Sinn Fein concerned about making ‘dangerous’ Stormont the home of NI Assembly

Sinn Fein raised security concerns with the Government about housing Northern Ireland’s new Assembly at Stormont, archives have disclosed.

The exchange is mentioned in a confidential Northern Ireland Office memo that summaries a meeting between Minister of State Paul Murphy and a Sinn Fein delegation in June 1998.

The memo, released by the Public Records Office of Northern Ireland, also reveals that Sinn Fein negotiator Gerry Kelly joked about removing Stormont’s famous statue of Lord Carson in the discussions about symbols and emblems on the estate in the unionist heartland of east Belfast.

The meeting took place on June 23, two days before members were elected to the new look legislature.

Ulster powersharing
Gerry Kelly joked about the potential removal of Carson’s statue during the meeting with Paul Murphy (PA)

At that point, Secretary of State Mo Mowlam had proposed holding the inaugural meeting of the Assembly on July 1 inside Castle Buildings on the Stormont estate – the same place the Good Friday Agreement had been signed in April.

Further meetings of the Assembly were then to take place at Parliament Buildings at Stormont over the summer, but the new legislature had been given the power to chose a new permanent home if members wished to relocate.

The Sinn Fein position on the location issue was articulated by Mr Kelly and party colleague Bairbre de Brun.

“Ms de Bruin raised the issue of consultation,” the note read.

“The party had been asked about locations and had given its view but had then heard nothing more until a letter from the Secretary of State (Mo Mowlam) arrived informing them of a location which was strongly opposed.

“Such actions presented the party with enormous yet unnecessary problems within the community, making it out to be unimportant in the scheme of things and adding to the general cumulative effect of exclusion.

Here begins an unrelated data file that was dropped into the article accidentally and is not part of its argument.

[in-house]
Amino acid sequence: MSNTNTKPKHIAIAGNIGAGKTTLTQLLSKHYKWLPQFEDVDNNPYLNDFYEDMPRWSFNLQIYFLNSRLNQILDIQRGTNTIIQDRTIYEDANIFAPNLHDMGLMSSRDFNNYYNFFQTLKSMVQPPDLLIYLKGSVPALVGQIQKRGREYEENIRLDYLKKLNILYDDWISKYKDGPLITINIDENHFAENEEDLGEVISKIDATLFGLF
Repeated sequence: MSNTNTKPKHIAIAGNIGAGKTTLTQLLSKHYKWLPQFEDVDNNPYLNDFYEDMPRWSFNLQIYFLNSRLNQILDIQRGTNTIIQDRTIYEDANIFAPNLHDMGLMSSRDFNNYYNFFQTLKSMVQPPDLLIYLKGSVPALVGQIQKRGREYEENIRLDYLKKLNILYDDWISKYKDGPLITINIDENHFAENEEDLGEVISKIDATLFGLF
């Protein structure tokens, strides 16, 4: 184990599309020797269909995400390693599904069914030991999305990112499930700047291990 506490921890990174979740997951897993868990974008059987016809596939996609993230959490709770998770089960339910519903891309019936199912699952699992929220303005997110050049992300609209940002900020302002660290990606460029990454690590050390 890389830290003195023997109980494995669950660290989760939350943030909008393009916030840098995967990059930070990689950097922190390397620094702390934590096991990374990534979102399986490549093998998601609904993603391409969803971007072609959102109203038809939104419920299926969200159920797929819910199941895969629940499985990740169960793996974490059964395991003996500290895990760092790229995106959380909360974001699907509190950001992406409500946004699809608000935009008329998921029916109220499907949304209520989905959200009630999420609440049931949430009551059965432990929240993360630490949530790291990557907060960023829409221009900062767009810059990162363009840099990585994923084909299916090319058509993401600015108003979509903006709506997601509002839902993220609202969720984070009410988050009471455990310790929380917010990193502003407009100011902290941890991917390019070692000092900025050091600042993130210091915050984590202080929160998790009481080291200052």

“Ms de Bruin added, rather pointedly, that given a choice, the Government appeared to continually want to support either the unionist or status quo position on any Agreement issues. Decisions like locations had more than just a symbolic effect and the Government needed to realise this. A neutral venue for everyone for the inaugural meeting was the proper solution and venues for it are still available.

“Mr Murphy defended the Castle Buildings decision on purely practical grounds. There had been no other option for Government in the circumstances. Castle Buildings and later Parliament Buildings would be the venues for meetings until the Assembly itself chose a different location. Mr Kelly made the point that it was dangerous for Sinn Fein to get to the Stormont Estate. Every visit caused major security headaches for the party.”

The confidential memo reveals the extent of republican concerns that progress on several key parts of the 1998 peace agreement – such as demilitarisation and legislation to grant the early release of prisoners – had stalled.

“Again Mr Kelly pressed strongly on the timing of release and to a lesser extent the numbers involved in the initial tranche,” it stated.

Salmond in talks on setting up devolution body
Paul Murphy was a Northern Ireland Office minister at the time of the exchanges (PA)

The note said that Mr Kelly outlined Sinn Fein concerns over a “range of issues affecting the credibility and momentum of the process flowing from the Agreement”.

He said issues with parades and sentencing had “sent shockwaves through republican and nationalist communities”.

“Mr Kelly said those communities saw Government bending over backwards to unionism, which itself was dragging the process out and all this was presenting a massive worry for nationalists and republicans that everything in the Agreement, other than what Unionists wanted to move on, would stop (for example, demilitarisation),” it read.

The note, dated June 24, 1998, said “without doubt the most difficult aspect of the meeting” was Sinn Fein’s concern that a full shadow Executive would not be appointed at the inaugural meeting, instead of just designate first and deputy first ministers.

The reference to the landmark statue of unionist icon Sir Edward Carson came in a section of the memo titled “symbols and emblems”.

“Mr Kelly asked what symbols and emblems would be displayed (or removed – Carson’s statue was briefly mentioned in a slightly humorous way) in the Assembly and what might constitute an opening ceremony,” the note recorded.

“Mr Murphy responded by saying that the Government was not proposing to display any symbols or emblems. Furthermore Assembly members’ stationary would only carry their name – nothing else. There were no plans for an opening ceremony – other than signing the roll and the individual designation of members.”